It’s set me to thinking back over these books, and wondering whether we read what attracts us, or whether we become what we read. Did I like these books initially because they resonated with something I’d only dimly perceived as valuable; or did I internalise their lessons like some literary time-bomb, and, dutifully, turn into a reactionary mother just in time to attempt to indoctrinate my own children?! I don’t know, and nor do I know what (if anything) if means for me as my children start reading “proper” books (do I censor? do I promote? do I hide?). Which books will they carry in their heads as adults?


4 thoughts on “Books in Heads

  1. Dear Head in Book, you write beautifully and insightfully. Am intrigued by the Katy Books – as my daughter has devoured them but not the titles you mentioned. The American ones maybe? She did say that Katy and Ann were unnaturally happy and was this normal back then? I wanted to say thank you very much for commenting on my new blog yesterday on Mumsnet and for linking it to your own. I know this is probably the rubbishest way of contacting you but am moron at technology and can’t do the twittering or the facebook business. Even my adoring children have left me as roadkill on the technology superhighway. (What the hell is a gravatar?) I’m afraid my imprinted reading was the Nacy Drew books. One particular book taught me how to know the difference between types of orange skin. For example, a hamlin is smooth. Every time I see one in the supermarket I’m back at home with my grandmother, either side of the fireplace, the logs hissing and singing in blue and purple between us. When I look at my thighs and ample bum however, am dumbstruck. Nancy and her handsome- lawyer-father didn’t quite prepare me for that. Good luck to you.

    1. Ah, Nancy Drew passed me by, so I am unable to help with the citrus conundrum…

      Thank you for your lovely comment. The later Susan Coolidge books are available on Kindle, but they are about the characters as grown-ups.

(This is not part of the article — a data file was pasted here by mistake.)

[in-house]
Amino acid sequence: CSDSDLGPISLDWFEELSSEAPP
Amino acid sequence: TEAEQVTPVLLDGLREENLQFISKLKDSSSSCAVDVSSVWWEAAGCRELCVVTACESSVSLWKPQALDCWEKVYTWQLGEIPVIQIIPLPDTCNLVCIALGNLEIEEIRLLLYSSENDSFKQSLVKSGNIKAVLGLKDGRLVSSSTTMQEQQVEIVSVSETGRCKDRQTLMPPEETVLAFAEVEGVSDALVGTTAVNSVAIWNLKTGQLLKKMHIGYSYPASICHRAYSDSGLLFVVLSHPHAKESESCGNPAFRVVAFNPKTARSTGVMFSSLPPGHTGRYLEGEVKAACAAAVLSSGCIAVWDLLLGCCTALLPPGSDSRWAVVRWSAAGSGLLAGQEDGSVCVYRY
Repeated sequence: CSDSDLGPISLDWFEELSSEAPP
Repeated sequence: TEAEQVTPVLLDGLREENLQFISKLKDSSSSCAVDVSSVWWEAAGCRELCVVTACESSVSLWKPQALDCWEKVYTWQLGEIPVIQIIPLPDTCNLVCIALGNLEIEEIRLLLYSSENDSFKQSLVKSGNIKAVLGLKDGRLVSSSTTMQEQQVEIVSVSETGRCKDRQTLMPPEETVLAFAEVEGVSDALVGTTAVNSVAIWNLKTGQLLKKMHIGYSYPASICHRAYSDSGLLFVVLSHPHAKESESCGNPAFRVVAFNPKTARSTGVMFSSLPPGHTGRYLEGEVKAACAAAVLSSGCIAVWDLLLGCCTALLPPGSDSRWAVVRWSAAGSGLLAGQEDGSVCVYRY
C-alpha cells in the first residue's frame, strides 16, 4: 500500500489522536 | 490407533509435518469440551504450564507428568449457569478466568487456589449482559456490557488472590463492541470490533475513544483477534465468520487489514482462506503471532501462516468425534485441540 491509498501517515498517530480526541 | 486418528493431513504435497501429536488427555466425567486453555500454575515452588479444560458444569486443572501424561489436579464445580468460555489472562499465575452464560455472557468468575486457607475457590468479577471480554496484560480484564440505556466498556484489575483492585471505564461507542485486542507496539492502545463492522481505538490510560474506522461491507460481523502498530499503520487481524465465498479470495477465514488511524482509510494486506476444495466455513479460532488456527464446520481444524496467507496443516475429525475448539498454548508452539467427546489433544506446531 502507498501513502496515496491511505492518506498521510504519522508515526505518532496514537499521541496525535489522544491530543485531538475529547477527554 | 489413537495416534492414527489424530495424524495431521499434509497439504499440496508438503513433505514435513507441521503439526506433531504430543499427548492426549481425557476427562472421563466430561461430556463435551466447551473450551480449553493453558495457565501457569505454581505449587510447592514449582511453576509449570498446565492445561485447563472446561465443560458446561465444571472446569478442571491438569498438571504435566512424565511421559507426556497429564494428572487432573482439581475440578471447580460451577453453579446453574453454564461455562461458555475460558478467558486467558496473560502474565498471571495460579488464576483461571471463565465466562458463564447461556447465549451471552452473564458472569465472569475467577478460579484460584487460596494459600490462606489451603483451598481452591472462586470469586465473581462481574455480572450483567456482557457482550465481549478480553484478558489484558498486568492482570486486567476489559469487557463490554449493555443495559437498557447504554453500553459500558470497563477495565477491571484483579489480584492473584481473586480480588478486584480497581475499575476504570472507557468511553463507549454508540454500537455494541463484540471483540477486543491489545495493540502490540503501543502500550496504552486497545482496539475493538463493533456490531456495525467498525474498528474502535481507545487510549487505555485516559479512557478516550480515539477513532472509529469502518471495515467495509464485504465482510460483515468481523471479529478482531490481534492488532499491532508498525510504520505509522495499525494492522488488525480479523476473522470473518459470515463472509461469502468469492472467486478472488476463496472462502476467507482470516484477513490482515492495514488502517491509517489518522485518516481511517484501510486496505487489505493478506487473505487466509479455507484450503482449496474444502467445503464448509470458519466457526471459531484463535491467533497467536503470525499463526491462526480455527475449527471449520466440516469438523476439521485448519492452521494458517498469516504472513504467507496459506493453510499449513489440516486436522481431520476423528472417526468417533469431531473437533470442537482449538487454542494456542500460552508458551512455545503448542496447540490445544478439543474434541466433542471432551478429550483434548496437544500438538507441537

I am not very au fait with technology either, so apologies if I inadvertently linked the blogs. I can across your post through Mumsnet on Twitter – it was beautiful, and very moving to someone whose boys are still in short trousers.

  2. I barely read anything as a child. In my late teens I realise there was a massive gap in my knowledge. I found a list of 50 books to read before you are 30 or some such rubbish (it was in Company magazine!!) and set out to read them.
    I think we are both drawn to what we like – reading for pleasure but also I’ve been shaped/influenced by books I’d been recommended or given which I might not have read otherwise – so I became what I read (slightly left wing).
    I think really children will read what they like – what resonates with them. The thing with books is they are easily dis-guarded if the story isn’t what you like!

    1. I still have great big gaps of “should-reads” (often whole authors spoiled for me by overkill or bad teaching at school). I would like to point to some great literature which has really shaped me character-wise, but I can’t.
      It has really made me wonder whether to plant books in my children’s way, though. My eldest is a natural reader; it’s too early to tell with the others (but if they take after their father, there’s some work to do!)